Your Guide to Being 6 Weeks Pregnant:

How your baby is growing

Your baby has grown distinct hands and feet now. They look like tiny paddles at the end of the four nodules which are your baby’s arms and legs. This is a crucial time in your baby’s development, particularly for eyes and ears, which start forming in detail.
Your Guide to Being 6 Weeks Pregnant
Your baby becomes more vulnerable to infection and disease, as blood from you and your baby comes into contact for the first time. The tadpole-like tail thickens, so your baby looks more like a cashew nut. The heart is beating at around 150 beats a minute – twice as fast as yours. The amniotic sac forms a seal around your baby.


What’s happening to you:

You could be feeling rather queasy because this is commonly the time for morning sickness to kick in. It can happen at any time of day, not just the morning. However, an empty stomach can make symptoms worse, so nausea may be particularly common upon wakening. The cause is thought to be those hormones (what else!) and it should disappear after the first 12 weeks, when the massive hormone hit calms down. Pregnancy hormones also encourage the production of more saliva (a condition known as ptyalism). And you may have some odd food cravings.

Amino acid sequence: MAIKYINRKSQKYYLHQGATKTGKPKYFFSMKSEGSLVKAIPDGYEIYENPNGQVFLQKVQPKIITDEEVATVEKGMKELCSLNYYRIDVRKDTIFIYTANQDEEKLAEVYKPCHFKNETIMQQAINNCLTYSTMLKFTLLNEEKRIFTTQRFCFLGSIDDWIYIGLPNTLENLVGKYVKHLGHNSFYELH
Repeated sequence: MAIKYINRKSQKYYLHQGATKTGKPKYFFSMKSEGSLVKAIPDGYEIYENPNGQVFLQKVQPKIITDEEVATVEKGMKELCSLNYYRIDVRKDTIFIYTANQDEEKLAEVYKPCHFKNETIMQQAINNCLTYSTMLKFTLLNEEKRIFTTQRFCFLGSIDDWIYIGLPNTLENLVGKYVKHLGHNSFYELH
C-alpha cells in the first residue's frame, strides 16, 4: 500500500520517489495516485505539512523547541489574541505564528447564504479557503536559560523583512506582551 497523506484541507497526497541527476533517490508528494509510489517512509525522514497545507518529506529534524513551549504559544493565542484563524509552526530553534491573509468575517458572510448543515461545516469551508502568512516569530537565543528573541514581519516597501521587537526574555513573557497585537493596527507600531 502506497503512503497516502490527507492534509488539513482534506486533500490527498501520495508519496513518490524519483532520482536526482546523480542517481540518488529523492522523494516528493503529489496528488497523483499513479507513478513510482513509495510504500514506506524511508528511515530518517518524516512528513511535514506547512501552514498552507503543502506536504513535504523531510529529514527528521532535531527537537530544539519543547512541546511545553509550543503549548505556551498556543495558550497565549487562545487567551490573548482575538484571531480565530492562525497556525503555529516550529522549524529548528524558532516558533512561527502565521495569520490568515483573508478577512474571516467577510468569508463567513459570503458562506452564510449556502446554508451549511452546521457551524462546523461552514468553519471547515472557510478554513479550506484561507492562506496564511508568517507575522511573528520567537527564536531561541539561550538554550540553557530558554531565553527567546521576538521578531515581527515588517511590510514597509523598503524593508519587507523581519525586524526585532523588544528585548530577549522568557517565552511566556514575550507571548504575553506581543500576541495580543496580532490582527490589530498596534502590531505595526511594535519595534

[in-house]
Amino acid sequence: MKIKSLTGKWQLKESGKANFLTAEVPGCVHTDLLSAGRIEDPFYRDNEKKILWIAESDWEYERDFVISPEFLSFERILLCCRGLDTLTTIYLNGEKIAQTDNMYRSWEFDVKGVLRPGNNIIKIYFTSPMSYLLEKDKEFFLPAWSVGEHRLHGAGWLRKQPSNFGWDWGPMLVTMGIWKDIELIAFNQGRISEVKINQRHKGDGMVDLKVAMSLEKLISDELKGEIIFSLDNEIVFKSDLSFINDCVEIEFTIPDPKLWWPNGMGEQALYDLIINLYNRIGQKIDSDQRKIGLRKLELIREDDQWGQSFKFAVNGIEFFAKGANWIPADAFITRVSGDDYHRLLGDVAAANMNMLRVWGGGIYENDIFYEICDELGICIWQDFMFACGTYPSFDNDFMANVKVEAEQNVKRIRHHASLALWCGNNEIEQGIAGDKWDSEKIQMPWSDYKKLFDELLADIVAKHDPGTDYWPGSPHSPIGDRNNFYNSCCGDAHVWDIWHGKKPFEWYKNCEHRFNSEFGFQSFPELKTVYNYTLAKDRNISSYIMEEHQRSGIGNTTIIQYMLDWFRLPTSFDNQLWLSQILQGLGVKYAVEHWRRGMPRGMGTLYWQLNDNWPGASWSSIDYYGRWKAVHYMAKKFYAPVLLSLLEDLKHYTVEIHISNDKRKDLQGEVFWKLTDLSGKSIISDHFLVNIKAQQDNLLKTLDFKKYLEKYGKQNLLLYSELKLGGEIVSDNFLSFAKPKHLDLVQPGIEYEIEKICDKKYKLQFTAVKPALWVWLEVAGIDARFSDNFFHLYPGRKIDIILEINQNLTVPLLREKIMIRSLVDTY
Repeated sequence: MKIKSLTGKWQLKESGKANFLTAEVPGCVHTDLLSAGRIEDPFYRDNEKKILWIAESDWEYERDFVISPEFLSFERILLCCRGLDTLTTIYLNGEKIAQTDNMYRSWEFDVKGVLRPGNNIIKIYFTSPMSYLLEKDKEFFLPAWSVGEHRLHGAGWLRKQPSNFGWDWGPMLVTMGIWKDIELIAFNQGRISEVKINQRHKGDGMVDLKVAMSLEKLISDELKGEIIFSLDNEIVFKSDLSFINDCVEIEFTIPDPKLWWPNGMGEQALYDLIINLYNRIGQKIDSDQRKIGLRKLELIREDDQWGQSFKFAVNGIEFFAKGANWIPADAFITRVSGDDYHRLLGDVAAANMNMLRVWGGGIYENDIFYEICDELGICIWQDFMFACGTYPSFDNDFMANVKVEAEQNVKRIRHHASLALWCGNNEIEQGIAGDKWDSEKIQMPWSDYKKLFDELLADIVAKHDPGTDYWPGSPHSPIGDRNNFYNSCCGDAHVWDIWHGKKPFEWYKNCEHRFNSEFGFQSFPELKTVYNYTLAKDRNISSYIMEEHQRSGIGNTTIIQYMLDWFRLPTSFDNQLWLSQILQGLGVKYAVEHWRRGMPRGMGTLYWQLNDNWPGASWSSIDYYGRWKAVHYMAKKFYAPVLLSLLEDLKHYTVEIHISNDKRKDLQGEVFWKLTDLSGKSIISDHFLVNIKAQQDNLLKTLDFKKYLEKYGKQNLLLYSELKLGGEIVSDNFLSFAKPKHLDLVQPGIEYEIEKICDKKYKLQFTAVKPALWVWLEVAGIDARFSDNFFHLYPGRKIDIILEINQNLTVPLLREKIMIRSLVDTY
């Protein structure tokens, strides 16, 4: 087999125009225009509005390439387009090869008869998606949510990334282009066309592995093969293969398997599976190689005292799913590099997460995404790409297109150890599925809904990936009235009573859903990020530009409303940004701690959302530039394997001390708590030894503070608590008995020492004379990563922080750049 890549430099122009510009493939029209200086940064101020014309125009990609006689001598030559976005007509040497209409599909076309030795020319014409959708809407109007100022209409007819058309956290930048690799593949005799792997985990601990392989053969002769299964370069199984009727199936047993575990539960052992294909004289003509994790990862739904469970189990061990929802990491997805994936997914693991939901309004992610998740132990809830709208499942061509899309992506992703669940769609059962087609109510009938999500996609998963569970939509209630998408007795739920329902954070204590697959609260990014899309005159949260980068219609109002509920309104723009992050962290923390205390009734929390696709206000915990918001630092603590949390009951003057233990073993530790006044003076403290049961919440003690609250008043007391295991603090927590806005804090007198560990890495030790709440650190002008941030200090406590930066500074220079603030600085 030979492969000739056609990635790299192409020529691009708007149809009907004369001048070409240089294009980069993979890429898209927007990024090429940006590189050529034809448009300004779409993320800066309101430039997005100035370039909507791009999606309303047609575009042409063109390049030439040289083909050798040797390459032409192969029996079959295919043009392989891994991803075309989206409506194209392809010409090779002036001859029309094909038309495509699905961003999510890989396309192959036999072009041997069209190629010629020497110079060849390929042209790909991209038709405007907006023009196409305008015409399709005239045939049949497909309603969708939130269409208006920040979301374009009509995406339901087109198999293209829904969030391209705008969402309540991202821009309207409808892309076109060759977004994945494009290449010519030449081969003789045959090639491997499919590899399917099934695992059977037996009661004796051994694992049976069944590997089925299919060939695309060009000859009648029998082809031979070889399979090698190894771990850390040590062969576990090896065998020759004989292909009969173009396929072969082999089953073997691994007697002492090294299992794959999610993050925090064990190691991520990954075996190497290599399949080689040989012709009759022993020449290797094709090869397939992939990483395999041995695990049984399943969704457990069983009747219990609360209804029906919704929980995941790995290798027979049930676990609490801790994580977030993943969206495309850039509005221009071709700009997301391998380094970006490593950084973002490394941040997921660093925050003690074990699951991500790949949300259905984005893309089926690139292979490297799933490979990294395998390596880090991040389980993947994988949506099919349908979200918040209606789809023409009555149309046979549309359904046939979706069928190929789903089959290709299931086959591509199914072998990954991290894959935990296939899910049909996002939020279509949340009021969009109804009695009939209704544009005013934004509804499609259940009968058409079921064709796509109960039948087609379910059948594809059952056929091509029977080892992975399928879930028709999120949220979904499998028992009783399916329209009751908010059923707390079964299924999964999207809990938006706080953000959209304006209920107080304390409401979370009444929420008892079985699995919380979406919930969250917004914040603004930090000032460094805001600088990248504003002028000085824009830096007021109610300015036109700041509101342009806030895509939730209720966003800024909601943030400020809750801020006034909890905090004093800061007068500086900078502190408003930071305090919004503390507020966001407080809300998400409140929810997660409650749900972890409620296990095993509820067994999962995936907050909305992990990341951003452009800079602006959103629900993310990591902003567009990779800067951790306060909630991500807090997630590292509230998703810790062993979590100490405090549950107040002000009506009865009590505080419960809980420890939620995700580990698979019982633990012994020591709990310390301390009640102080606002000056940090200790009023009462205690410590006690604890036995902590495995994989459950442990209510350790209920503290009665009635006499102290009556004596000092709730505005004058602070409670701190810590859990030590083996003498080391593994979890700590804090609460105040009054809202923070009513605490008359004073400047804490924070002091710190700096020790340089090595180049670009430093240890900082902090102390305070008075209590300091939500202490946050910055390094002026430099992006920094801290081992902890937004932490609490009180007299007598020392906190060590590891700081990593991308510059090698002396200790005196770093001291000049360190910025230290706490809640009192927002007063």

Normal niggle: Nausea/sickness – caused by hormones. Try ginger, peppermint, sea bands (acupuncture bands worn on your wrist), dry crackers and eating little and often.

When to check it out:

If you can’t keep anything down. It could be a sign of hyperemesis gravidaum (excessive vomiting during pregnancy), which can lead to malnutrition and dehydration. It can harm both you and your baby, so needs medical treatment.

‘To do’ this week:

Make sure you stick to a well-balanced, healthy diet. Giving your body the right nutrients will help fuel the growth and development of your baby at this critical stage. And it will also help ease many of the symptoms of early pregnancy, such as nausea, tiredness and mood swings.


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